Outside counsel want firms to do more than pay lip service to efficiency, responsiveness, and teamwork – firms should produce the data as proof, Alman MacDonagh says. “They want evidence of those things,” she says. “We’re also seeing more clients rely on their outside counsel for advice and help with how they can become more efficient. Some firms might view this as pressure; the wise firms will view this as an opportunity.”
Firms that haven’t learned the basics of business process improvement need to do so, and it’s low-hanging fruit, Alman MacDonagh says. “Figuring out what are the right things to do, and putting in the right processes to make sure people are doing those things, and making sure you have good metrics to know they’re in an acceptable range – that’s completely transformative for most firms,” she says, adding that she’s worked with firms ranging in size from 12 employees total to the AmLaw 10.
“It’s completely scalable,” she adds. “But the fact of the matter is, it’s an extremely crowded marketplace. Just saying you’re good at things is not enough to stand out and cut through the noise. All of this is about creating competitive advantage.”
Firms and legal departments are becoming more open to thinking innovatively and experimenting with new approaches to diversity and inclusion, in some cases borrowing from other industries. – Lisa Kirby, Diversity Lab
Hot Tips – and ‘Not’ Tips – for 2020
We asked our experts for ideas on what attorneys, firms, and in-house departments should definitely try to accomplish in the next year and what they should definitely avoid – in whatever aspects they felt most suited to comment on. Here’s what they had to say:
George Psiharis, Clio: Be responsive to clients ASAP and informative in your responses. Don’t underestimate the importance of being informative when it comes to getting new business. This has major downstream effects on utilization and profitability.
Lisa Kirby, Diversity Lab: Set goals and measure progress toward them – that’s the only way to achieve anything meaningful and sustainable over the long term.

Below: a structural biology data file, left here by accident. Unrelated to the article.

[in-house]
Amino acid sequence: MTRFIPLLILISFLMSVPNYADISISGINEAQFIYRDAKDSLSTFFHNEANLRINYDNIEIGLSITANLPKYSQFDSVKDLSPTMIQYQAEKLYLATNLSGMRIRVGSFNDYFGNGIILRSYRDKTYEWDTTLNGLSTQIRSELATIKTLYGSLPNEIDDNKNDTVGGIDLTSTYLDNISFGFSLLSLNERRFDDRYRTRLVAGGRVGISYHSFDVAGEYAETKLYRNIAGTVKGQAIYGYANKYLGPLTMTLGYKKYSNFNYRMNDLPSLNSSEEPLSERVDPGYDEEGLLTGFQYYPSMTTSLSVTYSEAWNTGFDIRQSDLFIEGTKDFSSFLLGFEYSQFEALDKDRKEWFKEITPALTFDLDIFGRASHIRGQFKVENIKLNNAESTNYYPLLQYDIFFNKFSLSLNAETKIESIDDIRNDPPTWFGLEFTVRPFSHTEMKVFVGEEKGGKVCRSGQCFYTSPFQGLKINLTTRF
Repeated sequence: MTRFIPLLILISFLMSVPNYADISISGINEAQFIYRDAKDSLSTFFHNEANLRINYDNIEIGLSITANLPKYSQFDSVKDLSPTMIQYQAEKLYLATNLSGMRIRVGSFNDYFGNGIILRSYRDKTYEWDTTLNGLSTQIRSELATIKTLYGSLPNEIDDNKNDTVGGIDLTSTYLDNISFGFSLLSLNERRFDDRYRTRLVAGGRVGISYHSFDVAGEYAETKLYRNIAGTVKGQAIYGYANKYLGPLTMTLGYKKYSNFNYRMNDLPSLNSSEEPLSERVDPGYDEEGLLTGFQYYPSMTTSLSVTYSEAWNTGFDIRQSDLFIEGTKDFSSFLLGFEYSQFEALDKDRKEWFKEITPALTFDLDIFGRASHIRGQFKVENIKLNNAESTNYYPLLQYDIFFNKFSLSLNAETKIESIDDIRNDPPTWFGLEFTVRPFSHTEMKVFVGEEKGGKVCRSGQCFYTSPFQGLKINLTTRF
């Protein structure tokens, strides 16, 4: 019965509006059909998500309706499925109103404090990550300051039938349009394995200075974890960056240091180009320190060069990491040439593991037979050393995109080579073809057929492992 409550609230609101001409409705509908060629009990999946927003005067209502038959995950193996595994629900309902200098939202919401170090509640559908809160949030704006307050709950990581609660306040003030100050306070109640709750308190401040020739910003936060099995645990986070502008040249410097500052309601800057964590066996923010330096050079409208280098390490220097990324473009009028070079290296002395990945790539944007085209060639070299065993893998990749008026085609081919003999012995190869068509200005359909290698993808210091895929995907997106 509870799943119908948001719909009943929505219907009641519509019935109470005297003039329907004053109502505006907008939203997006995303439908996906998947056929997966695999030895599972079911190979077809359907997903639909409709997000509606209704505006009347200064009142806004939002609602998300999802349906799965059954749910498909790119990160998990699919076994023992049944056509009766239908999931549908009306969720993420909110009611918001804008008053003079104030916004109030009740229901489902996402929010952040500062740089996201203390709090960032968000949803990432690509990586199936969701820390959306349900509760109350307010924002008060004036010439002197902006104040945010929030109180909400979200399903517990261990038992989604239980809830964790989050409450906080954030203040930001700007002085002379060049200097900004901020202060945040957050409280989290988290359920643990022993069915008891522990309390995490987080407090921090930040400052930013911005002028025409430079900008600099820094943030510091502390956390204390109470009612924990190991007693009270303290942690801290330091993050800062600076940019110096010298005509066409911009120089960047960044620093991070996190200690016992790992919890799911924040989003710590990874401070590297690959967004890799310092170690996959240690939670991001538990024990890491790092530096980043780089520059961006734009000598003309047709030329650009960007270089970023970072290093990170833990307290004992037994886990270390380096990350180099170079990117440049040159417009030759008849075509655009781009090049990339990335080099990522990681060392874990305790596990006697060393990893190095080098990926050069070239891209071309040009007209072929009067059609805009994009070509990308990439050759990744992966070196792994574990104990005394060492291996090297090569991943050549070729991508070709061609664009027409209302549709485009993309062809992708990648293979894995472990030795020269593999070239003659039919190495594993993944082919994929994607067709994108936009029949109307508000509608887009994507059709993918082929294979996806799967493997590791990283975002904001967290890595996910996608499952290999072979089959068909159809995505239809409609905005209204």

Richard Hermann, Legal Career View: Have a backup plan: don’t count on one area of the law bringing business for the next 40 years because a development like artificial intelligence might “put you on the soup line,” he says. “My other recommendation is to buy shares in the Packers.”
Catherine Alman MacDonagh, Legal Lean Sigma Institute LLC: Look at your firm’s business holistically and make sure your processes, project management, practice management, professional development, performance management, and performance metrics are all aligned. Clients don’t differentiate among your silos – they see you as one entity and expect you to act as a team.
Jim Jones, Georgetown University Law Center: Pay attention to your strategy, especially as the economy moves toward a possible recession, so you can understand the sweet spots in your practice – and so you can be brutally honest with yourself about what’s working and what isn’t.
Marcie Borgal Shunk, The Tilt Institute: Focus adequately on professional development, so you’re investing in giving the next generation the tools they will need to spearhead changes, and so you’ll continue to attract and retain them in the first place.
Brandy Russell, Major, Lindsey & Africa: Undertake an internal audit to make sure you have the right people in the right positions who are fully engaged in their work. Evaluate efficiency and effectiveness before adding to or subtracting from your current team.
Psiharis: Don’t raise your rates purely for the sake of increasing profitability. “I don’t want to rule it out at all times, but I wouldn’t rely on it,” he says.
Kirby: Don’t do a one-off diversity training and think it will stick. It’s an important first step but by itself won’t change people’s behavior.